Tilman Lewis

improvising cellist

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the practice of music

image: sunset reflected in windowif you took music lessons as a child, you were almost certainly enjoined to practise regularly. that’s how you progress to a decent level of proficiency—you’re assigned a challenge, and you chip at it until you’ve mastered it and you’re ready to move on to the next one. as a sometime music teacher myself, i certainly try to instill the value of regular practice in my own students.

but there’s another sense to the word. when a doctor practises medicine, she’s not making repeated attempts to master a skill until one day it goes well. rather, she’s engaging in the field to which she’s been called.

when we talk about spiritual practice, we sometimes get the meanings of this word confused. as in, “the more i practise meditation, the better i get at it.” that’s using the first sense of the word. but meditation is really a practice in the second sense—a significant commitment, one of the meaningful things i do with my life.

music, too, is such a practice. it’s a discipline you live out in a committed way—with colleagues, in the moment, on the stage. or less publicly, walking down the street open to the rhythm of your heart and the birdsong in the wind.

it’s good, i think, to commit yourself to the practice of music. whether or not you go home after and practise.

(repurposed from myspace, march 15, 2009)

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image: sunset caught in windowback when i was an angry young man, i had coffee with one of my heroes, margaret gibson.

gibson was a writer of semi-autobiographical fiction, pretty heavy on the mental illness. her “butterfly ward” inspired the movie “outrageous” (with female impersonator craig russell) and tied margaret atwood for a toronto book award in the 70s.

i’d been putting in hours and years with a typewriter and a tape recorder turning her short story “beautiful strangers” into a dense – and sadly, unmarketable – piece of sound art, which i sent to her care of her publisher. a couple of months later – i’d long since given up – i get this breathless message on the answering machine from margaret gibson: she’s completely reliving the whole story hearing it back from me. when can we unleash it on the world?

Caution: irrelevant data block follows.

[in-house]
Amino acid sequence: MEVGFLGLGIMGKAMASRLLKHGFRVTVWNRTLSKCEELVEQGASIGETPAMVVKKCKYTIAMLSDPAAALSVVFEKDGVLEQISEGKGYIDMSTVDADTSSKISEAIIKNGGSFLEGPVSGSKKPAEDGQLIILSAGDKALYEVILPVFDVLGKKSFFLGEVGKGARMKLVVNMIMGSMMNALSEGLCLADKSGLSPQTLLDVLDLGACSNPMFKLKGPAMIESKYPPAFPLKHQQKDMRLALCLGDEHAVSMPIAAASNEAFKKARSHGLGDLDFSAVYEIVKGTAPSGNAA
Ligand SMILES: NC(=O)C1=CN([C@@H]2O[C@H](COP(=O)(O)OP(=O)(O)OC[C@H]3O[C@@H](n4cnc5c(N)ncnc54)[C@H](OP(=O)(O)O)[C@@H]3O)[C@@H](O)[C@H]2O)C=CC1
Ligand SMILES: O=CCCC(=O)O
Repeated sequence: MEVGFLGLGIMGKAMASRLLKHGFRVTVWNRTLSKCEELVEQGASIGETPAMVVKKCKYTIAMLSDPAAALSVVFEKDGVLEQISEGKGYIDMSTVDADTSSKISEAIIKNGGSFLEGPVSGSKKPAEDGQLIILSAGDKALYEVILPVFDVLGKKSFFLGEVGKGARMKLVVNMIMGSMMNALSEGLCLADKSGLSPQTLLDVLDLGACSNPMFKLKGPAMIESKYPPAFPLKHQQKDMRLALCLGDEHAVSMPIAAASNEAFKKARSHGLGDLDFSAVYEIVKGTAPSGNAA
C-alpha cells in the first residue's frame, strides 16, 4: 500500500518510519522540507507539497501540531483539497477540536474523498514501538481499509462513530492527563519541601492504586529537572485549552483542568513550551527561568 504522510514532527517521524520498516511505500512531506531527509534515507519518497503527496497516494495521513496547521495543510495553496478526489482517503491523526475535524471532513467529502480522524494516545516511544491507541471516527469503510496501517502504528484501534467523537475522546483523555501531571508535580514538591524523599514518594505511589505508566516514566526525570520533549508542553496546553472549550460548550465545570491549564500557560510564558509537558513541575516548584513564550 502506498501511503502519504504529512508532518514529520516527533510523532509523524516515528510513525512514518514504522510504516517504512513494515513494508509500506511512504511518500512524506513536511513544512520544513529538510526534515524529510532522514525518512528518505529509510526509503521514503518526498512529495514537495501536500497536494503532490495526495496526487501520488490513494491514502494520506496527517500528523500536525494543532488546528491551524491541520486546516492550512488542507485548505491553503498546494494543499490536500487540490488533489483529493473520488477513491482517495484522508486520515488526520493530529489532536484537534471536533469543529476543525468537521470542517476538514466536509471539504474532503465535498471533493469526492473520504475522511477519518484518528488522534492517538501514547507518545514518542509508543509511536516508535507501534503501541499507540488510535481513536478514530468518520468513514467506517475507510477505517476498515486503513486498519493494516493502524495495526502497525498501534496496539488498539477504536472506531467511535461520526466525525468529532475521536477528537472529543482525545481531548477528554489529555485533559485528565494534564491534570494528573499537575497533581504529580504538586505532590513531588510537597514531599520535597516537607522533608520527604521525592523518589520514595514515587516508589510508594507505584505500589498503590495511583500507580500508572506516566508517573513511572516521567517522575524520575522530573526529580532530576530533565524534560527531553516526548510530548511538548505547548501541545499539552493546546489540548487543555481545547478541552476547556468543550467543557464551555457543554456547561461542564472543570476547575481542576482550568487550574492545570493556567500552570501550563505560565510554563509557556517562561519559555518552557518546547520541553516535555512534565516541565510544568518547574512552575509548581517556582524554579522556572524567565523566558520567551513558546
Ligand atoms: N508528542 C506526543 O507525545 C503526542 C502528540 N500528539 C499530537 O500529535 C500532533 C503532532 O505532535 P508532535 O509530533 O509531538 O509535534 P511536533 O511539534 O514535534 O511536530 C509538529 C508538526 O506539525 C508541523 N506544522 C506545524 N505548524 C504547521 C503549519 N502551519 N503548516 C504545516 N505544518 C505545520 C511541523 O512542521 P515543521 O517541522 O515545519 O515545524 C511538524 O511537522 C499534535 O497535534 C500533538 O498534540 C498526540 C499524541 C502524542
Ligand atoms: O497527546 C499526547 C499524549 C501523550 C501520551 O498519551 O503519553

i still get a shiver: “when he wept he wept tears of diamonds, and when he laughed his laughter split suns apart, and when he danced pearls burst beneath his feet…”

we meet up at this greasy spoon she’s picked out at coxwell and gerrard. i scan the booths and immediately recognize her from her jacket photos (do you know the look? bette davis eyeliner, nerves tied taut…) gibson’s excited to meet a fan. she’s heard words of gratitude from the odd survivor of the mental health system over the years, but mostly, she doesn’t know who reads her. who are you people? she wants to know.

what can i say? at some point i mutter something about how much anger i’m carrying around. most of the time we can’t give each other anything, but it’s good to reach for something true.

“hold on to that anger!” she bursts out. she’s looking across the table at me, pretty animated now. “it’s great material.”

don’t know if it was very good advice – i wouldn’t recommend it myself. if you can get a little peace in your heart, that’s better for the world. and perhaps there’s good material there, too.

i never got the radio play off the ground, and by and by we lost touch. a while ago i saw on the web that she’d died. but i think of the moment every now and again. it was intense – sitting there with someone fragile i admire, reaching to share something true.

(repurposed from myspace, april 27, 2009)